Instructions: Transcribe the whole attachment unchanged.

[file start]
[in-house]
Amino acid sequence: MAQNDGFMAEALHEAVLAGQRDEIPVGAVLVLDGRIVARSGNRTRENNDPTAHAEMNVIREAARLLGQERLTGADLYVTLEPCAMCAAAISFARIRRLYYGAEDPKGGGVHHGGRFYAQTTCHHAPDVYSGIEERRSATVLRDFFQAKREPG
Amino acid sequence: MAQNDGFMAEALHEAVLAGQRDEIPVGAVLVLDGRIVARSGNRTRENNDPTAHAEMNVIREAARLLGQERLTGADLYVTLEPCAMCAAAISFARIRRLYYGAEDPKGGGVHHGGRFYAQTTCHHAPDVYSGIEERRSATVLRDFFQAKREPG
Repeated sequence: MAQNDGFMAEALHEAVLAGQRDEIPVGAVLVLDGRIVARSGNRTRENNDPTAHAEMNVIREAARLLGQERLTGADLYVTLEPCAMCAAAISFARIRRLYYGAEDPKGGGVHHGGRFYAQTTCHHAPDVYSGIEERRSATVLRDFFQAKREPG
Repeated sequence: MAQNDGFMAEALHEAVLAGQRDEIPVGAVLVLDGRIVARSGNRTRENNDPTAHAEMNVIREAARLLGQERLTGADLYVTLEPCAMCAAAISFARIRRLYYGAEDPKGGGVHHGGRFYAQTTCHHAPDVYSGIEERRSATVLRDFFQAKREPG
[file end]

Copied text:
[in-house]
Amino acid sequence: MAQNDGFMAEALHEAVLAGQRDEIPVGAVLVLDGRIVARSGNRTRENNDPTAHAEMNVIREAARLLGQERLTGADLYVTLEPCAMCAAAISFARIRRLYYGAEDPKGGGVHHGGRFYAQTTCHHAPDVYSGIEERRSATVLRDFFQAKREPG
Amino acid sequence: MAQNDGFMAEALHEAVLAGQRDEIPVGAVLVLDGRIVARSGNRTRENNDPTAHAEMNVIREAARLLGQERLTGADLYVTLEPCAMCAAAISFARIRRLYYGAEDPKGGGVHHGGRFYAQTTCHHAPDVYSGIEERRSATVLRDFFQAKREPG
Repeated sequence: MAQNDGFMAEALHEAVLAGQRDEIPVGAVLVLDGRIVARSGNRTRENNDPTAHAEMNVIREAARLLGQERLTGADLYVTLEPCAMCAAAISFARIRRLYYGAEDPKGGGVHHGGRFYAQTTCHHAPDVYSGIEERRSATVLRDFFQAKREPG
Repeated sequence: MAQNDGFMAEALHEAVLAGQRDEIPVGAVLVLDGRIVARSGNRTRENNDPTAHAEMNVIREAARLLGQERLTGADLYVTLEPCAMCAAAISFARIRRLYYGAEDPKGGGVHHGGRFYAQTTCHHAPDVYSGIEERRSATVLRDFFQAKREPG